The explosive potential of lithium metal cells can easily damage (and potentially perforate) cargo liners, or activate the pressure relief panels in a cargo compartment. Either of these circumstances can potentially lead to a loss of Halon 1301, allowing rapid fire spread within a cargo compartment to other flammable materials. For this reason, lithium metal cells are currently prohibited as bulk cargo shipments on passenger carrying aircraft.

FAA testing has shown that encased or enclosed lithium metal batteries may pose a safety risk. Two types of robust, readily available containers were tested at the FAA Tech Center: five gallon steel pails with crimp on gasketed lids, and 30 gallon steel drums with bolt closed ring seals and gasketed metal lids. For both types of container, as few as six loose CR2 lithium metal cells were sufficient to cause failure when induced into thermal runaway by an electric cartridge heater. The confined electrolyte and the molten lithium ignition source formed an explosive condition, forcefully separating the lid from the container. The explosive force in this test was likely high enough to cause physical damage to an aircraft’s Class C cargo compartment.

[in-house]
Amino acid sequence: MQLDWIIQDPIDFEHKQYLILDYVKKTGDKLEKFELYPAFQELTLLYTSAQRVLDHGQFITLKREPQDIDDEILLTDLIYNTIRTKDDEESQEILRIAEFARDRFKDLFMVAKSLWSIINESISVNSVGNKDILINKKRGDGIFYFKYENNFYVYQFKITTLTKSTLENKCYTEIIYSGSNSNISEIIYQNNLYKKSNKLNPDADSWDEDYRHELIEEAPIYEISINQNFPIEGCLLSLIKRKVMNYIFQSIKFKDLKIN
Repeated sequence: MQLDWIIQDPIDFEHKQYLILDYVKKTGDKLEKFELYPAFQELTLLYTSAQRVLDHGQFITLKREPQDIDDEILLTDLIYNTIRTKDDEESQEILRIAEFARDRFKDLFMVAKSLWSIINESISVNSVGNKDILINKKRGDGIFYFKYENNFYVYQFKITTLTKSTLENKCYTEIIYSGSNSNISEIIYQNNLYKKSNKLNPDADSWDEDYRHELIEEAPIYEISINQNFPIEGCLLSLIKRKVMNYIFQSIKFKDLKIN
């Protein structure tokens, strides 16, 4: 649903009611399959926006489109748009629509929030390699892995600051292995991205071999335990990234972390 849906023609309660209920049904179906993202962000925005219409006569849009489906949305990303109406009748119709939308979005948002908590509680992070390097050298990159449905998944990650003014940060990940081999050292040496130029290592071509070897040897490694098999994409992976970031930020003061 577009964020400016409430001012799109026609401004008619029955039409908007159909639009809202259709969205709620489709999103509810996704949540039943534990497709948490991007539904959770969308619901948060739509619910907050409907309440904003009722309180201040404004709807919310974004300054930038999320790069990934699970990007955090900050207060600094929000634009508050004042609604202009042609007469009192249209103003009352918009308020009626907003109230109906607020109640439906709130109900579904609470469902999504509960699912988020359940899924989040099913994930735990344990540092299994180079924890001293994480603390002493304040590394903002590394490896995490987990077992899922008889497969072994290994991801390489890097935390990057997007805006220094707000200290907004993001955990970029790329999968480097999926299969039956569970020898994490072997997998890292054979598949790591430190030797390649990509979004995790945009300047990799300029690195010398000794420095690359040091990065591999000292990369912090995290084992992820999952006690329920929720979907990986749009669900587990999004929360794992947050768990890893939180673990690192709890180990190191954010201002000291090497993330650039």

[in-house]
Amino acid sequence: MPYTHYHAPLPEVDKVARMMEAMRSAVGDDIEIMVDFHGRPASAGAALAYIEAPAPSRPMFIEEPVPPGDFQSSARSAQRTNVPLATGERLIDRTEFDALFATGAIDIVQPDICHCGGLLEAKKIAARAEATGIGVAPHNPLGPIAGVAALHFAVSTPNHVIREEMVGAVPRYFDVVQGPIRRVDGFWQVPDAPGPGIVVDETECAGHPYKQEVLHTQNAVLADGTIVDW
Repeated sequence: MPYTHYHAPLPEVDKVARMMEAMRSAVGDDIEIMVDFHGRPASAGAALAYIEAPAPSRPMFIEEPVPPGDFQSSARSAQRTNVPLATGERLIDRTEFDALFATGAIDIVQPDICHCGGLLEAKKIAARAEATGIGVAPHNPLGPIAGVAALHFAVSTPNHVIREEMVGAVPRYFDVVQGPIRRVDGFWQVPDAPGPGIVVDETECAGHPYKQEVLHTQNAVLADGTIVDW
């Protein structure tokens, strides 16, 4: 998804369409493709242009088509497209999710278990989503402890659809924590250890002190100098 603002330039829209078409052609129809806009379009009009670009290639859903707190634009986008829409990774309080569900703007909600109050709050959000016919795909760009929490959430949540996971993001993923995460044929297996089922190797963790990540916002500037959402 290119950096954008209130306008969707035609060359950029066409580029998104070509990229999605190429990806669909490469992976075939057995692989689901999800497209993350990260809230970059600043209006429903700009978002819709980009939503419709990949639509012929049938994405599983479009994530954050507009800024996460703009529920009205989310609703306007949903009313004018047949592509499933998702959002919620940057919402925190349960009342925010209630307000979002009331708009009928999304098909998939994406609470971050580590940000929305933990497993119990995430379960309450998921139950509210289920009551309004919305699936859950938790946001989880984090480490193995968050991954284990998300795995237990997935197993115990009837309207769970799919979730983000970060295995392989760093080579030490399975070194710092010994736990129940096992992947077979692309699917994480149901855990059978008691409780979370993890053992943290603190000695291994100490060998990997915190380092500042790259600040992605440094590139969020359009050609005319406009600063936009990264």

A container specially designed to ship lithium metal batteries would need to demonstrate that it can withstand this explosive condition. There are currently no approved and tested containers that can sufficiently contain the known effects of accidental lithium metal battery ignition. Common metal shipping containers, pails and drums, are not designed to withstand a lithium metal cell fire.